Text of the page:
[Dr Hajira] has dedicated her life to helping save women’s lives.
And a new army of midwives is slowly being trained to start bringing modern practises to this battle.
In a programme run by the Aga Khan Foundation, young women are chosen by their villages, given approval by their husbands or fathers, and come to Faizabad for an 18-month course.
Eighteen-year-old Masuma , already a mother with two children, will return to her village in Shahr-e Bozorg.
“It was a community decision and I want to be a midwife to serve my people,” she says.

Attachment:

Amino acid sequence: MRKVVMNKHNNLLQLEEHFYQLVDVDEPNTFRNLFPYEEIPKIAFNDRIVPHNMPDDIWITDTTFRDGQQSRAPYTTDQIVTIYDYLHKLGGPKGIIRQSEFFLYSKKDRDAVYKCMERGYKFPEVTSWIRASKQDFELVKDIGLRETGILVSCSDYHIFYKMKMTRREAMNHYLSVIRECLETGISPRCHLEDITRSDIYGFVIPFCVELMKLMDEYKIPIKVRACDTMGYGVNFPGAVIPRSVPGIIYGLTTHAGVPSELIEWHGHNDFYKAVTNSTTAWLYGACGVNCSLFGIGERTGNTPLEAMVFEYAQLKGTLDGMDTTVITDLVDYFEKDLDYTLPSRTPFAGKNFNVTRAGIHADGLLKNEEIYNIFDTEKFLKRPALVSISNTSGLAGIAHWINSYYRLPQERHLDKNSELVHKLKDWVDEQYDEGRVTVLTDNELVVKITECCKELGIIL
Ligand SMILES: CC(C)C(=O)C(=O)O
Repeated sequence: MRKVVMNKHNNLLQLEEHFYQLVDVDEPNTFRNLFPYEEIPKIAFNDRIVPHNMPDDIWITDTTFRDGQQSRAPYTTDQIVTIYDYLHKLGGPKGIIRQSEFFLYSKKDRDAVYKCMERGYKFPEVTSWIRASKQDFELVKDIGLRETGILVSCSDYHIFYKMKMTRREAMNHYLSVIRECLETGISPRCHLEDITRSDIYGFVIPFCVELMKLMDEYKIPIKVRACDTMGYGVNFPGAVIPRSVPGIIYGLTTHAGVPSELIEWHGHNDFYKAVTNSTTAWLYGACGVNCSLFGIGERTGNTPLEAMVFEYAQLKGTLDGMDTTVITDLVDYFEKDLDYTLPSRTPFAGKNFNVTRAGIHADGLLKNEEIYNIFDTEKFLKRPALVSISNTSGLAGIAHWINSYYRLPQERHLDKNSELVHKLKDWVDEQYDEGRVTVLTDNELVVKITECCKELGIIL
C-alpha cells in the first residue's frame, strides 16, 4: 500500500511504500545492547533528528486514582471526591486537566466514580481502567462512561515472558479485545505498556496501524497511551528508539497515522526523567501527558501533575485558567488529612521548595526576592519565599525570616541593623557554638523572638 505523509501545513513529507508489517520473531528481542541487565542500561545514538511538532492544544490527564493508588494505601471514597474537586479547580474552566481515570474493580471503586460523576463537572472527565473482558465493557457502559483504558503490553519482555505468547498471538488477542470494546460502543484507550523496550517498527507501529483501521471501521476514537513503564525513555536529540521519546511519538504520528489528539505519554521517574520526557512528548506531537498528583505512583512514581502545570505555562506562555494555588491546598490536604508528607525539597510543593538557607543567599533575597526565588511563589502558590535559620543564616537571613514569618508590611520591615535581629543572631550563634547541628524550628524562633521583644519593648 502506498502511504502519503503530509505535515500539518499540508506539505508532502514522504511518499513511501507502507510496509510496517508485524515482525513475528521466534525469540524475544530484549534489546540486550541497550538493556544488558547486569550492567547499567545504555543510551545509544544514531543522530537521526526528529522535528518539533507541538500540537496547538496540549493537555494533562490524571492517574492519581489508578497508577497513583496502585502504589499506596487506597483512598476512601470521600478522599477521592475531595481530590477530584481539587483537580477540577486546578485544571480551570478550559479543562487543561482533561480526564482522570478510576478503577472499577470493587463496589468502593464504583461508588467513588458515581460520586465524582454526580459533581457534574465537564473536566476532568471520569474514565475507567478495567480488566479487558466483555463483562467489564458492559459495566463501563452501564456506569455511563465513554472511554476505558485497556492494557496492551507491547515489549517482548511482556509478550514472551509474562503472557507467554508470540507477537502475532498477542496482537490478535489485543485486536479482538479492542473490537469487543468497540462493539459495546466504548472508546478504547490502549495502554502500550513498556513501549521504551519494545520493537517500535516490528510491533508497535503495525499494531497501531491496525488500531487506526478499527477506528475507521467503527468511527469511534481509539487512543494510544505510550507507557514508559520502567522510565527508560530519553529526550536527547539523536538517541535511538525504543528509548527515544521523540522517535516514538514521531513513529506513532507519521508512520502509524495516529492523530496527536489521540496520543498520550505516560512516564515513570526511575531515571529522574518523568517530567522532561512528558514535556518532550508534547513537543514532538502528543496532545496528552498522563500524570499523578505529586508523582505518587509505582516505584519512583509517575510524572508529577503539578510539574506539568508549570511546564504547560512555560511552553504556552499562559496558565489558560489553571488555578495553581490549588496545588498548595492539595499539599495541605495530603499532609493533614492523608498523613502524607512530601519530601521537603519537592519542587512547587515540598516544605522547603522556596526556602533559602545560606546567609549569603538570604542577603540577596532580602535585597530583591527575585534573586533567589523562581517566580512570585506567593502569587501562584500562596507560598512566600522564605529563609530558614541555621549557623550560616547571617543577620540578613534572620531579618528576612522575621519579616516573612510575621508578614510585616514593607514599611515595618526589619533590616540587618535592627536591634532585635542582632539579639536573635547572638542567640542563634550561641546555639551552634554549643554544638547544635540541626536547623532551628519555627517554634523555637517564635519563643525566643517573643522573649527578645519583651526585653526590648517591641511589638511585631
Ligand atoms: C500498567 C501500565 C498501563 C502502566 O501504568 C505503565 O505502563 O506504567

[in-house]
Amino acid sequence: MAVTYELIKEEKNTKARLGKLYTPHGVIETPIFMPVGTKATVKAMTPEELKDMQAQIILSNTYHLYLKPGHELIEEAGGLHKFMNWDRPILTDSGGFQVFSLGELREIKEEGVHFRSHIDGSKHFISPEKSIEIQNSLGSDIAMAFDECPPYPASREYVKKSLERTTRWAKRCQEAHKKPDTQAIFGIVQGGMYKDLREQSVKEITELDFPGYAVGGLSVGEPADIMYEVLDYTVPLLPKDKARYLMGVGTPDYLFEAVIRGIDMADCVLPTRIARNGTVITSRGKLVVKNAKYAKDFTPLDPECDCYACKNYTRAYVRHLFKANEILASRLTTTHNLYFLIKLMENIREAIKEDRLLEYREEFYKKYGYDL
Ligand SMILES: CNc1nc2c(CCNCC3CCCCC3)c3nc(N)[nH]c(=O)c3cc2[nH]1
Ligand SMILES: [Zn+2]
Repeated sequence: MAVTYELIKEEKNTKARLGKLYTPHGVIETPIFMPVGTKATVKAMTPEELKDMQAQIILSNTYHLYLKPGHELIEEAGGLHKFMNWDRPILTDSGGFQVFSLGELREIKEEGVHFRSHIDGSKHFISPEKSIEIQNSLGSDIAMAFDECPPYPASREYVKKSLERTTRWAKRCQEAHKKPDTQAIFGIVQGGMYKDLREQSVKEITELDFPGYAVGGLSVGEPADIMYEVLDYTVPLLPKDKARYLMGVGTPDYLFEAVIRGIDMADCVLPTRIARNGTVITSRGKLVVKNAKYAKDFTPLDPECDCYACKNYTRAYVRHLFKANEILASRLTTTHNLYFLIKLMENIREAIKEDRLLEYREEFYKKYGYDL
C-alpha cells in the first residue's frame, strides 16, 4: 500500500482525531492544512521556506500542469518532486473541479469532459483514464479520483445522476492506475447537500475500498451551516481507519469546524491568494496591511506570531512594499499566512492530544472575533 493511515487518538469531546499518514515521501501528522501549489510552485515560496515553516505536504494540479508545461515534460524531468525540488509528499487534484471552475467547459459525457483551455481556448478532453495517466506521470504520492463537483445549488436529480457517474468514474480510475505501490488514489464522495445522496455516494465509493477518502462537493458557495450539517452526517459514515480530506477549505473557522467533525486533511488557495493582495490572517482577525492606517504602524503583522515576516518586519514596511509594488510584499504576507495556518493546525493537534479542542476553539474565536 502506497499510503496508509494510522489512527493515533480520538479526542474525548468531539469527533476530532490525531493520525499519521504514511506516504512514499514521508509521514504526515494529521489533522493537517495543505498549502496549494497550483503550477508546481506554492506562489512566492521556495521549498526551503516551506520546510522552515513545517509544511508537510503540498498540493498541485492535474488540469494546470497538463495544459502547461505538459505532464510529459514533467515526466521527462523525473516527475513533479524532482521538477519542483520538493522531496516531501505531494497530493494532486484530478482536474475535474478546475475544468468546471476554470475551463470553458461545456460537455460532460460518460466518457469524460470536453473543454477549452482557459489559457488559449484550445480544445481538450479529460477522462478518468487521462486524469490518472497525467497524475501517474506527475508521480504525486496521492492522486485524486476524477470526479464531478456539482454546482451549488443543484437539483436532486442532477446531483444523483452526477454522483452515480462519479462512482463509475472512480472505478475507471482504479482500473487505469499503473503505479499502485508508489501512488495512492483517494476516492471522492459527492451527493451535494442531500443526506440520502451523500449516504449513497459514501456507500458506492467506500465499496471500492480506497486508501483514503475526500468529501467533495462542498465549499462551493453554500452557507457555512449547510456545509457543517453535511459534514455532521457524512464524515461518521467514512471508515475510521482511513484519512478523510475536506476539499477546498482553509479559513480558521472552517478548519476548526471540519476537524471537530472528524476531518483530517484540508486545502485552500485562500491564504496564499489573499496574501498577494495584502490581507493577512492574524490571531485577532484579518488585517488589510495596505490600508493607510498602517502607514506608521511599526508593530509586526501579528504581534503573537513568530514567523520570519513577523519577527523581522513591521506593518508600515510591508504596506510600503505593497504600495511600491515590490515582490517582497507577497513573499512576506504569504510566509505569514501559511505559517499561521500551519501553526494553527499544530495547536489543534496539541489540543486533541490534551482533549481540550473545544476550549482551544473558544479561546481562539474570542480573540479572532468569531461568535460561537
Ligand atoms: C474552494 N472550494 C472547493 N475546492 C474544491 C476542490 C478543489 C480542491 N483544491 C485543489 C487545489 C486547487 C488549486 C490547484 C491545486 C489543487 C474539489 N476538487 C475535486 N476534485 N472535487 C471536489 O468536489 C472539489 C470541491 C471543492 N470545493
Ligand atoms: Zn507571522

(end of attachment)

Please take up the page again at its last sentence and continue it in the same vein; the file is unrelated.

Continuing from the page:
She and a dozen other young women in white medical coats and pale blue caps watch intently as their teacher Farzana Darakhuna demonstrates with a rubber infant how to deliver a baby safely.
Farzana sees progress: “In the past, men wouldn’t think of taking their wife to a clinic. They used to think if they took her there, there might be many men, and her dignity wouldn’t be protected.”
In this conservative society, changing women’s lives means changing men’s too.